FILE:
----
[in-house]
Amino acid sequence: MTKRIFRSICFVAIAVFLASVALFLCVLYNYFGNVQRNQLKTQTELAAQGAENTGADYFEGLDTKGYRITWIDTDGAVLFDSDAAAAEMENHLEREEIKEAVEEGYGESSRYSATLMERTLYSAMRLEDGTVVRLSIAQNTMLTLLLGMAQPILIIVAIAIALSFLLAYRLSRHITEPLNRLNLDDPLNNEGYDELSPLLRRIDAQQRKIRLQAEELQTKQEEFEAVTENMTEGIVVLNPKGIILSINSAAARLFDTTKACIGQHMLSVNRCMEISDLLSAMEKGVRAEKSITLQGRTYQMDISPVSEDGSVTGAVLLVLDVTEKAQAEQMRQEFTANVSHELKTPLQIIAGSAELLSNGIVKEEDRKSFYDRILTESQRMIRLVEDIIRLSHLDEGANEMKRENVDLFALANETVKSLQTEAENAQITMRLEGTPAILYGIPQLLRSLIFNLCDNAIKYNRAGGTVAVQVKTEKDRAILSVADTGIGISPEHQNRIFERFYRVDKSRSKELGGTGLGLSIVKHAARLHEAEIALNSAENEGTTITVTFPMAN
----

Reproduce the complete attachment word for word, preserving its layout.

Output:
[in-house]
Amino acid sequence: MTKRIFRSICFVAIAVFLASVALFLCVLYNYFGNVQRNQLKTQTELAAQGAENTGADYFEGLDTKGYRITWIDTDGAVLFDSDAAAAEMENHLEREEIKEAVEEGYGESSRYSATLMERTLYSAMRLEDGTVVRLSIAQNTMLTLLLGMAQPILIIVAIAIALSFLLAYRLSRHITEPLNRLNLDDPLNNEGYDELSPLLRRIDAQQRKIRLQAEELQTKQEEFEAVTENMTEGIVVLNPKGIILSINSAAARLFDTTKACIGQHMLSVNRCMEISDLLSAMEKGVRAEKSITLQGRTYQMDISPVSEDGSVTGAVLLVLDVTEKAQAEQMRQEFTANVSHELKTPLQIIAGSAELLSNGIVKEEDRKSFYDRILTESQRMIRLVEDIIRLSHLDEGANEMKRENVDLFALANETVKSLQTEAENAQITMRLEGTPAILYGIPQLLRSLIFNLCDNAIKYNRAGGTVAVQVKTEKDRAILSVADTGIGISPEHQNRIFERFYRVDKSRSKELGGTGLGLSIVKHAARLHEAEIALNSAENEGTTITVTFPMAN